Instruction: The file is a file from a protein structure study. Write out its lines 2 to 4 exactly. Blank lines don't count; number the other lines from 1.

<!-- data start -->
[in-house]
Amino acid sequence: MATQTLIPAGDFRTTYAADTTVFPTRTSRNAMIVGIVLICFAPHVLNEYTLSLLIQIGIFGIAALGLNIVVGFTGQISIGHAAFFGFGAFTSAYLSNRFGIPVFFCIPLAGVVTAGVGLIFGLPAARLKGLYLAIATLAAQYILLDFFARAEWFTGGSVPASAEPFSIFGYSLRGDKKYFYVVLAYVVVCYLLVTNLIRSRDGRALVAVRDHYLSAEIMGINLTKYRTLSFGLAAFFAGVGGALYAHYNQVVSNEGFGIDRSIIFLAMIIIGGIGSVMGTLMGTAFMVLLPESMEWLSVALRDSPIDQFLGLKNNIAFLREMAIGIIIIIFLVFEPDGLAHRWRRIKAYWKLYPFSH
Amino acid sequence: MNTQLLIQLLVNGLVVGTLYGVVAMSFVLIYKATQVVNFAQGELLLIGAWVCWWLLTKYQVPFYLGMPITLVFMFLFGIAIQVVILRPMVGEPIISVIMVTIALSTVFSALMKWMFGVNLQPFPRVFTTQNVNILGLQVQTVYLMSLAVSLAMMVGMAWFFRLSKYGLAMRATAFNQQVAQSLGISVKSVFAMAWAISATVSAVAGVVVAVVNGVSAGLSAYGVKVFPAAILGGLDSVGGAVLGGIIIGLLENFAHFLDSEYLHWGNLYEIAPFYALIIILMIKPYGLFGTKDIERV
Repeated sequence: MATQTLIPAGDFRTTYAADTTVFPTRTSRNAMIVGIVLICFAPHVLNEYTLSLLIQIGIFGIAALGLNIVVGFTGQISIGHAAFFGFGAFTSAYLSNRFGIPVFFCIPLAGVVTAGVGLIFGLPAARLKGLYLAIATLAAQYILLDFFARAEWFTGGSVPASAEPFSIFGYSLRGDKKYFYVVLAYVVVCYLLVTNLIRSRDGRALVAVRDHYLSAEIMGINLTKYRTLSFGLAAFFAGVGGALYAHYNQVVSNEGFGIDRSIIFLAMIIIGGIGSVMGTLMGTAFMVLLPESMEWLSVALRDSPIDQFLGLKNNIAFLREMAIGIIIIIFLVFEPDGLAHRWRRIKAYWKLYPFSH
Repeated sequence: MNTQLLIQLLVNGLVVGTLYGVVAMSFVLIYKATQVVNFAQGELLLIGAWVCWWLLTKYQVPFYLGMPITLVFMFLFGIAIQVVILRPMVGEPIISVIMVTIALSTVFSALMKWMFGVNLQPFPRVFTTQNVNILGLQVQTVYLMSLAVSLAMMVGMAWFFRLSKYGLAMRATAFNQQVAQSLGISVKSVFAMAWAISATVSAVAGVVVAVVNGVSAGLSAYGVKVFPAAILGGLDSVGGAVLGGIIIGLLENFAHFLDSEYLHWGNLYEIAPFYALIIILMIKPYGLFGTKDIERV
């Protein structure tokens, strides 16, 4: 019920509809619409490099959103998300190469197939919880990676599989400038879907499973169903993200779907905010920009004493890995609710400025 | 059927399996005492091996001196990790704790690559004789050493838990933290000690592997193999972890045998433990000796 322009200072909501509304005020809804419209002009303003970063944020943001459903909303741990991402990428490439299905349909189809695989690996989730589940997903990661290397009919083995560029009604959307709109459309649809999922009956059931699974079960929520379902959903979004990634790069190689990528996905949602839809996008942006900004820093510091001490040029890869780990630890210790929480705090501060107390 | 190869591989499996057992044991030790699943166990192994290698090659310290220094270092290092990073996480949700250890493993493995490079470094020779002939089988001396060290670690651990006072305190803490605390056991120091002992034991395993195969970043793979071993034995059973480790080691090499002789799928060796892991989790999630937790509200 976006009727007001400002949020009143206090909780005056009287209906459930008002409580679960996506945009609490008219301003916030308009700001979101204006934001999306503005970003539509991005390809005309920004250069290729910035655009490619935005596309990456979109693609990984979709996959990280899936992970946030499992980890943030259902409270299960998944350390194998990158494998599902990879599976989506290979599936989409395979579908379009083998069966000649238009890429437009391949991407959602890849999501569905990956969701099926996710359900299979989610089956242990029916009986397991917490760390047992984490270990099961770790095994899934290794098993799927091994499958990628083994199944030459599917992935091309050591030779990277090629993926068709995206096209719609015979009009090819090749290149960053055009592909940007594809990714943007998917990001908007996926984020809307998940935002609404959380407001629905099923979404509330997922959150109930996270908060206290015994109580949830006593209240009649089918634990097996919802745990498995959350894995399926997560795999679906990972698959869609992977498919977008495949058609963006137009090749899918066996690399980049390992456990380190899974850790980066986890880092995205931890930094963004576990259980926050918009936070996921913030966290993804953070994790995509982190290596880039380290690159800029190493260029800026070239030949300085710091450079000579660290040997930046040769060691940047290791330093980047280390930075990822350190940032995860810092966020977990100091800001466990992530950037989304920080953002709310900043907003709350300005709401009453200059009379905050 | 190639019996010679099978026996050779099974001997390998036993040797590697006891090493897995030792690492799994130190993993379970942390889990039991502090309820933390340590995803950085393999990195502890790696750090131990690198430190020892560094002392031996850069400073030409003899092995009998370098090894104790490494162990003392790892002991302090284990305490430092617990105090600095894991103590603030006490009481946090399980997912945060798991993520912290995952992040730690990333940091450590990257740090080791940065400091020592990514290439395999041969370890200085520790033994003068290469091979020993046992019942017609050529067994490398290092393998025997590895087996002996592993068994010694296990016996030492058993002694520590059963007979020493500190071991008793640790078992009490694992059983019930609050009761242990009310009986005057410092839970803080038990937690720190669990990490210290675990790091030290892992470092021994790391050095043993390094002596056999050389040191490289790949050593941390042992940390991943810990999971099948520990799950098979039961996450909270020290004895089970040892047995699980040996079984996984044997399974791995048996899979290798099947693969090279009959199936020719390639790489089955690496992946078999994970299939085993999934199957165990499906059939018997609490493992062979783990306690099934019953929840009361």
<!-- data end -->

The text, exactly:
Amino acid sequence: MATQTLIPAGDFRTTYAADTTVFPTRTSRNAMIVGIVLICFAPHVLNEYTLSLLIQIGIFGIAALGLNIVVGFTGQISIGHAAFFGFGAFTSAYLSNRFGIPVFFCIPLAGVVTAGVGLIFGLPAARLKGLYLAIATLAAQYILLDFFARAEWFTGGSVPASAEPFSIFGYSLRGDKKYFYVVLAYVVVCYLLVTNLIRSRDGRALVAVRDHYLSAEIMGINLTKYRTLSFGLAAFFAGVGGALYAHYNQVVSNEGFGIDRSIIFLAMIIIGGIGSVMGTLMGTAFMVLLPESMEWLSVALRDSPIDQFLGLKNNIAFLREMAIGIIIIIFLVFEPDGLAHRWRRIKAYWKLYPFSH
Amino acid sequence: MNTQLLIQLLVNGLVVGTLYGVVAMSFVLIYKATQVVNFAQGELLLIGAWVCWWLLTKYQVPFYLGMPITLVFMFLFGIAIQVVILRPMVGEPIISVIMVTIALSTVFSALMKWMFGVNLQPFPRVFTTQNVNILGLQVQTVYLMSLAVSLAMMVGMAWFFRLSKYGLAMRATAFNQQVAQSLGISVKSVFAMAWAISATVSAVAGVVVAVVNGVSAGLSAYGVKVFPAAILGGLDSVGGAVLGGIIIGLLENFAHFLDSEYLHWGNLYEIAPFYALIIILMIKPYGLFGTKDIERV
Repeated sequence: MATQTLIPAGDFRTTYAADTTVFPTRTSRNAMIVGIVLICFAPHVLNEYTLSLLIQIGIFGIAALGLNIVVGFTGQISIGHAAFFGFGAFTSAYLSNRFGIPVFFCIPLAGVVTAGVGLIFGLPAARLKGLYLAIATLAAQYILLDFFARAEWFTGGSVPASAEPFSIFGYSLRGDKKYFYVVLAYVVVCYLLVTNLIRSRDGRALVAVRDHYLSAEIMGINLTKYRTLSFGLAAFFAGVGGALYAHYNQVVSNEGFGIDRSIIFLAMIIIGGIGSVMGTLMGTAFMVLLPESMEWLSVALRDSPIDQFLGLKNNIAFLREMAIGIIIIIFLVFEPDGLAHRWRRIKAYWKLYPFSH